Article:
It’s monster-of-the-week week on Doctor Who. Having earlier tangled with gigantic Sheffield spiders and an intergalactic racist, the new series returns to one of the programme’s most hallowed traditions, as Time Lord (Jodie Whittaker) and chums pretend to be terrified by a deep space beastie which in reality possesses all the menace of a flat whoopee cushion.
The insatiable “Pting” should in theory strike terror into the heart of any self-respecting galaxy-hopping eccentric. Staying true to his promise to introduce only new monsters in his first season, showrunner Chris Chibnall has cooked up a ravenous devourer of inanimate objects and energy – a living recycling bin that could happily chomp its way through an entire starship.
But when the baleful beast is finally unveiled, it’s the biggest Doctor Who letdown since the £5 haircut Christopher Eccleston modelled for his Time Lord debut (though the disappointment is pushed all the way by the reports that Doctor Who will be skipping its traditional Christmas special this year). A cross between a yammering Minion from the Despicable Me franchise and a plasticine Chihuahua, the Pting is less xenomorph than xenodwarf and impossible to take seriously as an antagonist.
Chibnall does better interweaving comedy and pathos as Doctor and crew are rudely interrupted from a salvaging expedition on a rubbish-tip planet when they accidentally detonate a sonic mine. They wake on a hospital ship with creepy white walls. Here, they share breathing room with, among others, war hero General Eve Cicero (Suzanne Packer) and a heavily pregnant Yoss Inkle (Jack Shalloo) – an interstellar jack-the-lad who, after an ill-judged holiday fling, is about to give birth.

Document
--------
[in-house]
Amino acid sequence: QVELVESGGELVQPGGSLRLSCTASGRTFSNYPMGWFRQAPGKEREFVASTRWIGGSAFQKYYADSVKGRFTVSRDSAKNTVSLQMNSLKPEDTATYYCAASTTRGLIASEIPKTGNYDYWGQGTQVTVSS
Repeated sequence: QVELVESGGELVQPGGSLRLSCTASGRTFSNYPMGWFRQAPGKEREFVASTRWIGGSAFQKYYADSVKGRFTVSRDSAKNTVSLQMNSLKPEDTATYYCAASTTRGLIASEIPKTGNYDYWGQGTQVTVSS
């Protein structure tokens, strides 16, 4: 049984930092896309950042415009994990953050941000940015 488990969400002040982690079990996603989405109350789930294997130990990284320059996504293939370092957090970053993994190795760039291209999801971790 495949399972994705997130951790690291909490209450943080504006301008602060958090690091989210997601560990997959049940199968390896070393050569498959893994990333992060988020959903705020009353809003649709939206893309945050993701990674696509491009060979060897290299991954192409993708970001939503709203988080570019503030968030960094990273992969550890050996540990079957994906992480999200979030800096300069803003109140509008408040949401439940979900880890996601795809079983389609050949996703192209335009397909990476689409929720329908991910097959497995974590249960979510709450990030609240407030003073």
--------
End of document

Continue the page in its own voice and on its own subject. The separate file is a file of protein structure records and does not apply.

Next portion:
Cue knockabout comedy with Doctor sidekicks (Bradley Walsh) Graham and Ryan (Tosin Cole) helping the bloke have his baby (“I’ve watched every episode of Call the Midwife” says Graham, veins popping). There is also a side-serving of heart-breaking drama as General Cicero steers the ship through an asteroid field only to expire from the hyperspeed disease she’s kept secret (never mind, her under-appreciated brother, played by Ben Bailey Smith, is on hand to finish the job). As if that isn’t enough – and, really, it isn’t – the Pting invites itself aboard and embarks on destructive feeding frenzy.
The best thing about “The Tsuranga Conundrum” – “Tsuranga” being what the call the Red Cross in the far future– is Whittaker’s 13th Doctor. She is, at last, dialling down the eye-rolling and the children’s party wackiness and becoming a mysterious charismatic you truly would follow across the galaxy.
It’s a pity her most solid turn should come in an instalment that, with its joke-shop critter, feels like a Disney remaking of Alien (the Pting is ultimately blasted through the airlock just as HR Giger’s creation was in the Ridley Scott classic). But, of course, part of the deal with Doctor Who is that every so often it will spring upon you a monster that demands to be laughed out loud at. There will be better Doctor Who baddies – the good news is Whittaker is finally, definitively finding her feet as the Girl from Gallifrey.
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